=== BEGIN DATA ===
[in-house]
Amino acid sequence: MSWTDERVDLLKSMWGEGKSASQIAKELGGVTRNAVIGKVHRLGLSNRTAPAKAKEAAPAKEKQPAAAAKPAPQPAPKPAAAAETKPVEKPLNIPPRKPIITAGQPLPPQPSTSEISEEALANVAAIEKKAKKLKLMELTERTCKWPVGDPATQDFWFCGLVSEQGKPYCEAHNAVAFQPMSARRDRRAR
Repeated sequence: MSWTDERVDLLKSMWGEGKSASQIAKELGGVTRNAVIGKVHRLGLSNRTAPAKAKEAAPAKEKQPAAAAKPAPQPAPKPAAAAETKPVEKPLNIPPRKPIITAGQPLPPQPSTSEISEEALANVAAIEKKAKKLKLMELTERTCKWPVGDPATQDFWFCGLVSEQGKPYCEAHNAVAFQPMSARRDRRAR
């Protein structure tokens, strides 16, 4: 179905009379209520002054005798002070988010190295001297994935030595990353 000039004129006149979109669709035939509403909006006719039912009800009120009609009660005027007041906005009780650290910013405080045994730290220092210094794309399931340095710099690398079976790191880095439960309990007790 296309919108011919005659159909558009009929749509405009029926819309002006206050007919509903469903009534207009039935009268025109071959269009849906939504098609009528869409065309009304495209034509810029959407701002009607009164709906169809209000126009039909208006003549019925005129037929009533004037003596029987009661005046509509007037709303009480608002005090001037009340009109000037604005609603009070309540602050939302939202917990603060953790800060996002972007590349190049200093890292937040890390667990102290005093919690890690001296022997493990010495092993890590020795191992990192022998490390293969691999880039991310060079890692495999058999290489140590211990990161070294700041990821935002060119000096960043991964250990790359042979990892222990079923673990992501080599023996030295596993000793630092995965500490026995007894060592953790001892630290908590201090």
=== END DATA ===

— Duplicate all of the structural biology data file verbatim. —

[in-house]
Amino acid sequence: MSWTDERVDLLKSMWGEGKSASQIAKELGGVTRNAVIGKVHRLGLSNRTAPAKAKEAAPAKEKQPAAAAKPAPQPAPKPAAAAETKPVEKPLNIPPRKPIITAGQPLPPQPSTSEISEEALANVAAIEKKAKKLKLMELTERTCKWPVGDPATQDFWFCGLVSEQGKPYCEAHNAVAFQPMSARRDRRAR
Repeated sequence: MSWTDERVDLLKSMWGEGKSASQIAKELGGVTRNAVIGKVHRLGLSNRTAPAKAKEAAPAKEKQPAAAAKPAPQPAPKPAAAAETKPVEKPLNIPPRKPIITAGQPLPPQPSTSEISEEALANVAAIEKKAKKLKLMELTERTCKWPVGDPATQDFWFCGLVSEQGKPYCEAHNAVAFQPMSARRDRRAR
């Protein structure tokens, strides 16, 4: 179905009379209520002054005798002070988010190295001297994935030595990353 000039004129006149979109669709035939509403909006006719039912009800009120009609009660005027007041906005009780650290910013405080045994730290220092210094794309399931340095710099690398079976790191880095439960309990007790 296309919108011919005659159909558009009929749509405009029926819309002006206050007919509903469903009534207009039935009268025109071959269009849906939504098609009528869409065309009304495209034509810029959407701002009607009164709906169809209000126009039909208006003549019925005129037929009533004037003596029987009661005046509509007037709303009480608002005090001037009340009109000037604005609603009070309540602050939302939202917990603060953790800060996002972007590349190049200093890292937040890390667990102290005093919690890690001296022997493990010495092993890590020795191992990192022998490390293969691999880039991310060079890692495999058999290489140590211990990161070294700041990821935002060119000096960043991964250990790359042979990892222990079923673990992501080599023996030295596993000793630092995965500490026995007894060592953790001892630290908590201090």